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Thursday 3 November 2022

Reviews: Darkthrone, Dead Cross, Vevaki, Chestcrush (Reviews By Erick Willand, David G, Matt Cook & Matt Bladen)

Darkthrone: Astral Fortress (Peaceville) [Erick Willand]

Darkthrone dropped a new album. It's 10/10. That’s the review, you’re welcome.

All jokes aside…Darkthrone dropped a new album! Have you heard it yet? Ok, ok. I promise I’m done, let’s get on with the actual review of (drum roll…) Astral Fortress!!!

If you include Goatlord, which is really just a demo session with overdubbed vocals, then this is Darkthrone’s 20th album. Over the years since 1991 the enigmatic duo of Fenriz and Nocturno Culto have tread the grounds of death metal, black metal, crust punk, and traditional metal and all of that can be felt here, in Astral Fortress land. Opening track Caravan Of Broken Ghosts is cold, and haunting in both guitar sound and vocal approach. The song carries weight and I believe that feeling was absolutely intentional, from riff to solo it’s cold, they feel it and so should you. 

Darkthrone have a habit of not giving a damn and the song length here shows that, a trim would have made this stronger. I still really dig it though, so mission accomplished. Enter then, the Impeccable Caverns Of Satan and a crunchier, thicker tone leads us onward to a caveman run with a chorus that ends with “Maced in the Impeccable Caverns Of Satan” and that’s awesome. Stalagmite Necklace wins for best song title of 2022 and I do not care. This is Darkthrone doing a bit of cave diving ethereal doom complete with echoing vocals and ghostly synth bits. Easily my favorite track.

The Sea Beneath The Seas Of The Sea is a ten minute and ten second song and wins for the silliest song title of 2022. Another song that stretches my patience for length it saves itself by being just plain weird, but in an enjoyable way. Like at exactly 6:00 he breaks out in clean singing and I nearly fall right out of my chair, this is followed by the most power metal bit of music I’ve ever heard Darkthrone produce, complete with synths. 

Kevorkian Times is another weird song with some echoey vocal effects and icey riffs. Interesting use of Doctor Kevorkian’s name for sure and marks this track as one of their more pessimistic songs. Still though it’s a rocker with a proper song length and it fits well with the short instrumental that comes next. Kolbotn, West Of The Vast Forests starts innocently with forest sounds and ice tinkling but quickly sinks into mournful discordant sounds that are more pleasant once they stop.

Now, Eon 2. With its epic opening riff and galloping drum and dare I say…Maidenisms…this track is all Trad Metal and it is blazing with awesomeness. Vocals are kept tight and the guitar leads and is the heart of this song. This is my second favorite track on Astral Fortress.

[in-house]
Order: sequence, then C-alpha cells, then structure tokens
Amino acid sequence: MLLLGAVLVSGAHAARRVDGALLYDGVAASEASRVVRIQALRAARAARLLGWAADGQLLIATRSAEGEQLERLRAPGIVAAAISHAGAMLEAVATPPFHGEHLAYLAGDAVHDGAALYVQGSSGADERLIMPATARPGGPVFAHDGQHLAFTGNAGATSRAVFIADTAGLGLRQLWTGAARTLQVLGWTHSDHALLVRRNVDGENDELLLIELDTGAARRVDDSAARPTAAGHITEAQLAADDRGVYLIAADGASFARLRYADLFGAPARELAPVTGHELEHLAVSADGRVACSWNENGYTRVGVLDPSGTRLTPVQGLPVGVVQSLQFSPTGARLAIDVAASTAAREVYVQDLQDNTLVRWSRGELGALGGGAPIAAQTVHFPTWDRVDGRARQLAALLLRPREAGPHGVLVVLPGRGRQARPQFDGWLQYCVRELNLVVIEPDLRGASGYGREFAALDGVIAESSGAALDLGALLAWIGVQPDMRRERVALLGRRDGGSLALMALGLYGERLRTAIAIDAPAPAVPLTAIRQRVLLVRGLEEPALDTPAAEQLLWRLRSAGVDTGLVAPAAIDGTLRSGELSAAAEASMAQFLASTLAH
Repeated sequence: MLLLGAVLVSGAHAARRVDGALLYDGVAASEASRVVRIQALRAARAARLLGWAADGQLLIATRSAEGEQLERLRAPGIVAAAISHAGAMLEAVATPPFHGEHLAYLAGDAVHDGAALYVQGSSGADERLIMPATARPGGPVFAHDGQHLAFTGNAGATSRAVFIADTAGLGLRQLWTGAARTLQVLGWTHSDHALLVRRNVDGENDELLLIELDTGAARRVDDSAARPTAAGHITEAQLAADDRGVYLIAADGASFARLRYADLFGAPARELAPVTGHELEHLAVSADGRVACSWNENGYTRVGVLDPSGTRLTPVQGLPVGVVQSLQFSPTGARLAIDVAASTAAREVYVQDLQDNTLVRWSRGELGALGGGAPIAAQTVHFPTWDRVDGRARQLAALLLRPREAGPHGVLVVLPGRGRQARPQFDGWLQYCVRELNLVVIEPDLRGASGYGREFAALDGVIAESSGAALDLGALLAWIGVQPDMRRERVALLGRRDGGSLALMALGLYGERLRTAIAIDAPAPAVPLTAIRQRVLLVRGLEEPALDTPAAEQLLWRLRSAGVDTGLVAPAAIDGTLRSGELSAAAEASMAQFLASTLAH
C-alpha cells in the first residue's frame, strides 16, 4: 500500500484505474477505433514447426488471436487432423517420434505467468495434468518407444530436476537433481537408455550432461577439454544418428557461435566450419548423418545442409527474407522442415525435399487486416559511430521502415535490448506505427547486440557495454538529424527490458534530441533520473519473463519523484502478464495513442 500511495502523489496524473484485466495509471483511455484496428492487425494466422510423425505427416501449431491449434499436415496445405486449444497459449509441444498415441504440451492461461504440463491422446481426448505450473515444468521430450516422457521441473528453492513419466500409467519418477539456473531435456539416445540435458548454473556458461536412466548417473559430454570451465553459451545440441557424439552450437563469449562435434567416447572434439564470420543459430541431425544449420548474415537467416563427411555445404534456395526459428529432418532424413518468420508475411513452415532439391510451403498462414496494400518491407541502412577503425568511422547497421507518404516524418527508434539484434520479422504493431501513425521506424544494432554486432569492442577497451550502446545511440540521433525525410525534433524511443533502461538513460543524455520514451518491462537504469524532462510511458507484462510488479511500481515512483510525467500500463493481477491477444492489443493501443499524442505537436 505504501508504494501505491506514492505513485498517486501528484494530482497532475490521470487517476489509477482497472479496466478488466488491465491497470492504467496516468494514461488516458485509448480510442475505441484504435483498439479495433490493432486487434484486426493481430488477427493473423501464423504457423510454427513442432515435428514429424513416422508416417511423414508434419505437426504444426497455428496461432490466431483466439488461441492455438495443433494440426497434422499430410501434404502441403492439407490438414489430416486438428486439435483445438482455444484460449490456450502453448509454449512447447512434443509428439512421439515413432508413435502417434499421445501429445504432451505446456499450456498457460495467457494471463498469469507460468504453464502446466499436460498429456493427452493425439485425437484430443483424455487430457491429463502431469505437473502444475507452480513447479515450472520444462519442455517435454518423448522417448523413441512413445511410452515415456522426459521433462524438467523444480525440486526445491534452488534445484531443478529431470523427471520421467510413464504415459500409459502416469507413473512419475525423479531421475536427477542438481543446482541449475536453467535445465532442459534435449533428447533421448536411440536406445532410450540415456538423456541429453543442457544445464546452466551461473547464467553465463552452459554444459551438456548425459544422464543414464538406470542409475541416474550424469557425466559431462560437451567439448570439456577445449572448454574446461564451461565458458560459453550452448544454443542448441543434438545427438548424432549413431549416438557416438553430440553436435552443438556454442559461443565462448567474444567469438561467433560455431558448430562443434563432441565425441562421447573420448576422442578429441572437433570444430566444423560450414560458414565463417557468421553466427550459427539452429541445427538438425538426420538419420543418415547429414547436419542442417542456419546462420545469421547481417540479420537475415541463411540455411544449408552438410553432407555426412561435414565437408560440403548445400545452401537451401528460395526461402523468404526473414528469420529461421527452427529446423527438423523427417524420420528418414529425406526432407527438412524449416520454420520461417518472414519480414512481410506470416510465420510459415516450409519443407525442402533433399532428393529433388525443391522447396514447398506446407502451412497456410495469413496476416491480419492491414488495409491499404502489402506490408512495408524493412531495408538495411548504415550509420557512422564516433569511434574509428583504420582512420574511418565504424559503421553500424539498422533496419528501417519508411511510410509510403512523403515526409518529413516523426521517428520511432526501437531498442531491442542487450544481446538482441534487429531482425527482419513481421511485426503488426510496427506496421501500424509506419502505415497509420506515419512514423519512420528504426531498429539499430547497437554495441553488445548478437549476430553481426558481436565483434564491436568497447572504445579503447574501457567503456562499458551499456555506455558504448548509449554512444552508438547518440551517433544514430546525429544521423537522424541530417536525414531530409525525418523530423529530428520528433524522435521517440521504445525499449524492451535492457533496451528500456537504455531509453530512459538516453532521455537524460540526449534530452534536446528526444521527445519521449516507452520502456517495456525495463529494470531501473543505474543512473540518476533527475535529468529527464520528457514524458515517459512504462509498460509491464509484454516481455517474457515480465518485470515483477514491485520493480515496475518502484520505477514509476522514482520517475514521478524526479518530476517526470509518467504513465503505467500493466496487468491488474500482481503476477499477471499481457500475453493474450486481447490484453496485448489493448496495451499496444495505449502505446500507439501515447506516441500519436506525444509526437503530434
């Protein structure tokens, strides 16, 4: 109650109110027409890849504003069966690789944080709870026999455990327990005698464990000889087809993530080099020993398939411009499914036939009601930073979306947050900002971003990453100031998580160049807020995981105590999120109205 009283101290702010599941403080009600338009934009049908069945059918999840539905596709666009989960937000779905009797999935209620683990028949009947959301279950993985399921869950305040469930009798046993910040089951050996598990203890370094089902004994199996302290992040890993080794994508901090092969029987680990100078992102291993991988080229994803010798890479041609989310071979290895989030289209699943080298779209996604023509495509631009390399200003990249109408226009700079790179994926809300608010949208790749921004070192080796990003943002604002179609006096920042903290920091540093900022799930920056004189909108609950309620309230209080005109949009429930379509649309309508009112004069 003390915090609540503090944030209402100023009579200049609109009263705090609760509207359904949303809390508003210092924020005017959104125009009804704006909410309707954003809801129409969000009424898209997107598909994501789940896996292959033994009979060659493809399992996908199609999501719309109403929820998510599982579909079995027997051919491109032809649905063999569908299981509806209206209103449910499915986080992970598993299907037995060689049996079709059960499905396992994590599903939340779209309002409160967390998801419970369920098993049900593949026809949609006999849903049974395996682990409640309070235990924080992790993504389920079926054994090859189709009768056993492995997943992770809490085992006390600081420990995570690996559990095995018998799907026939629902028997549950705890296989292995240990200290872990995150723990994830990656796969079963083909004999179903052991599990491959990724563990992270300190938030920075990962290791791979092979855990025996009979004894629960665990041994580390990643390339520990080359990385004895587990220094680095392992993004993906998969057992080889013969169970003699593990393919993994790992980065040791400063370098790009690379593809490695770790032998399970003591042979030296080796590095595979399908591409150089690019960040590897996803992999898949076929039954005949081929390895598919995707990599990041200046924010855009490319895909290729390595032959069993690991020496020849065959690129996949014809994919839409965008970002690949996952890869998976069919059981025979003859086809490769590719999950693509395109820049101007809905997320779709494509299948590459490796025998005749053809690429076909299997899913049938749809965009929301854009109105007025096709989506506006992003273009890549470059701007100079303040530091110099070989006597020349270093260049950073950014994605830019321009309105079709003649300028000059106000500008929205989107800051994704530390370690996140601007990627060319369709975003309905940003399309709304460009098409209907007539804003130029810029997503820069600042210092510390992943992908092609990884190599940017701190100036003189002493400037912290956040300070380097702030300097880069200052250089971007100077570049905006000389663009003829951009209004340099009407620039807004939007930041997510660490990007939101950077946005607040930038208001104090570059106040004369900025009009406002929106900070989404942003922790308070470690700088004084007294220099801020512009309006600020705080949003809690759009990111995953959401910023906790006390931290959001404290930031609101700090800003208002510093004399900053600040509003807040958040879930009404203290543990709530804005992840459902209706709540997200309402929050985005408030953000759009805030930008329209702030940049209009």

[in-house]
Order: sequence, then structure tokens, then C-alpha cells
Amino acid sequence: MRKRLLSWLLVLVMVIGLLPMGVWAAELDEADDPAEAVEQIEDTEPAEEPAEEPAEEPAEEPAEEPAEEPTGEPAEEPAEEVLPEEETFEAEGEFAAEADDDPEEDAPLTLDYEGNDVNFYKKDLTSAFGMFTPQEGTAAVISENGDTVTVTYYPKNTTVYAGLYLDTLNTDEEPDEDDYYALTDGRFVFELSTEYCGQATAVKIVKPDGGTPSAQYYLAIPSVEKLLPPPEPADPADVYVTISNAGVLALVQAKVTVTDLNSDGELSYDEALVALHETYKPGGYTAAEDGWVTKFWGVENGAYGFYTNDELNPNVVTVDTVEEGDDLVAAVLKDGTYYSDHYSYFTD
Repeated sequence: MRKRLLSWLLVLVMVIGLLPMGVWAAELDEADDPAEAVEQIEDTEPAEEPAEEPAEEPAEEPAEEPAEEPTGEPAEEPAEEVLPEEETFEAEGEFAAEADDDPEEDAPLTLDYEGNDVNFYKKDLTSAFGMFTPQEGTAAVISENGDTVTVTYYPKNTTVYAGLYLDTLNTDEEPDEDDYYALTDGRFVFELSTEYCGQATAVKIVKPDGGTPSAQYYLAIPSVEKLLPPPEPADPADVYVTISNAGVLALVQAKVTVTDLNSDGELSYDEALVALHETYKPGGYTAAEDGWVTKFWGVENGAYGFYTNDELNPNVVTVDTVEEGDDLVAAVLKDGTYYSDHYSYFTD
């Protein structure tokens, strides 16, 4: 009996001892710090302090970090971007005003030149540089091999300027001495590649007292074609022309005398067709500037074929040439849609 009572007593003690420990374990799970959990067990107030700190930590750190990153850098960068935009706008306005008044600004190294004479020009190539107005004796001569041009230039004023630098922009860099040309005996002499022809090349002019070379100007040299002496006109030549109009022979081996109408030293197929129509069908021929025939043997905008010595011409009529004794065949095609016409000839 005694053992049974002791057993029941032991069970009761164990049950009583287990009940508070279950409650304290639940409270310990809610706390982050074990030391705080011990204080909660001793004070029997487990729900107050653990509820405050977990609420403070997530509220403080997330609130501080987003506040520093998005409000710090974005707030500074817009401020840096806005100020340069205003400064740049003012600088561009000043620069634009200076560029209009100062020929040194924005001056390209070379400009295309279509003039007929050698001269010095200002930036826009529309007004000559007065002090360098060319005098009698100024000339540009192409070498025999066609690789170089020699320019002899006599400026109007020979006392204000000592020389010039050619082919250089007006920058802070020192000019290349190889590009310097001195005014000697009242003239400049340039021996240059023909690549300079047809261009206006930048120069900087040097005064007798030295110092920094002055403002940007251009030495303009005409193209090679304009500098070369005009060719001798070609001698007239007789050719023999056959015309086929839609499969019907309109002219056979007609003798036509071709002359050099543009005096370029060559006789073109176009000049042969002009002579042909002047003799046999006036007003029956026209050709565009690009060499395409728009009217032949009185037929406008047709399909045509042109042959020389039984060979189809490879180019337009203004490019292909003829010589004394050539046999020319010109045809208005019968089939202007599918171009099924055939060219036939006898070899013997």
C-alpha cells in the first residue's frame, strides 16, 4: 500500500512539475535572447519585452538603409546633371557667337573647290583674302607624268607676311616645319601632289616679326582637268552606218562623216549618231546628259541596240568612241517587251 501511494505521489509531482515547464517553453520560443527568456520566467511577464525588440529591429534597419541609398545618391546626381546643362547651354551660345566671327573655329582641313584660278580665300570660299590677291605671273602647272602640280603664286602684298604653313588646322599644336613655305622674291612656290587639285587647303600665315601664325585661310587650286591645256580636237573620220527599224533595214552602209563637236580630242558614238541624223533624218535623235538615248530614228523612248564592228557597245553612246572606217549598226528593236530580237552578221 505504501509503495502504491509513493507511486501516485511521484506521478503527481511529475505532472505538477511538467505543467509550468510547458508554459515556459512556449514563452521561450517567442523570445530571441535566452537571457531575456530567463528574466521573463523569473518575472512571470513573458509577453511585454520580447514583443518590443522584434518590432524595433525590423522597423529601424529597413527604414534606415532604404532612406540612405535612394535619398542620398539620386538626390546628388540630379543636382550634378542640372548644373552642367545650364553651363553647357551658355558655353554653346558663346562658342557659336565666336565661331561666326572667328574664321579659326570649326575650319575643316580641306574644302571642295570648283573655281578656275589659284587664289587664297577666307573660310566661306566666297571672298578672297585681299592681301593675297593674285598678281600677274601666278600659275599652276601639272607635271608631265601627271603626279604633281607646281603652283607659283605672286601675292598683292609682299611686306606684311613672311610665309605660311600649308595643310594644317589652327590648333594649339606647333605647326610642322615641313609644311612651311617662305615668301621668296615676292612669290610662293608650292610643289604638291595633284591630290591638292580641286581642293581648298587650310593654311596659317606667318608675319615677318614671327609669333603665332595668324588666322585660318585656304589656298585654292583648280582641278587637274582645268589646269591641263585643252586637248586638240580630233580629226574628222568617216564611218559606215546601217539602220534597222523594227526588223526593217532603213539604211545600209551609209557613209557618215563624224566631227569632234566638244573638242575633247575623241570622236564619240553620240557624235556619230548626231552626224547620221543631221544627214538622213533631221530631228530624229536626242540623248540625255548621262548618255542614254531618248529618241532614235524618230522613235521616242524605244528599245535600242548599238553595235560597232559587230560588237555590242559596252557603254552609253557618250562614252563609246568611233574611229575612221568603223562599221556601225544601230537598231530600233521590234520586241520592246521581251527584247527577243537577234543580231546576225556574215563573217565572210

And like that it’s over. Barely feels like 40:02 and that’s good, I went back for a second listen right after. I’m not going to beat around here, I don’t like the album art this time around. I get it, it’s kind of an inside joke or something but I miss Necro, the spikes, the bullet belts, love to see him return. This is an inside sleeve photo dudes, not an outside photo. The production is sound, the songs fun and memorable and the riffage is strong. I admire that Darkthrone straight do not give a damn and do whatever they want regardless, we need more genuine art like this, just all out no fucks given. I love it. 9/10
Dead Cross – II (Ipecac Records) [David G]

This, the second album from hardcore punk “supergroup” Dead Cross, feels less straightforward than its 27-minute predecessor. Featuring Michael Crain, Mike Patton, Justin Pearson and Dave Lombardo there’s a wealth of talent convened to deliver what feels a more jagged and less punchy grouping of tracks overall. Undoubtedly impacted by Crain’s battle against cancer, there is undoubtedly more tension and anxiety woven into this.

Love Without Love perfectly illustrates those stark moments from the very beginning, leaning into dissonant noise rock with the tension derived from an initially frail sounding sheet of shimmering guitar, underpinned by the stop-start bass drums of Lombardo. Things loll around in the jarring and growing discomfort until the breach occurs, carried out with hysterical screams and staccato mathcore stabs. It’s perhaps the most challenging track of the album, feeling purposely designed to illicit discomfort.

Conversely Animal Espionage opens with a churning riff that teeters more into the conventional. Pearson’s bass seamlessly picks this up, continuing to drive the song forward as Crain’s guitar wanders into more of a scene setting role, eventually winding up into a shrill wail. This is all fronted by Patton’s smooth croon, and as we’ve come to expect from his chameleon-like ability to blend with whatever music he turns his attention to, it looms in a sinister manner rather.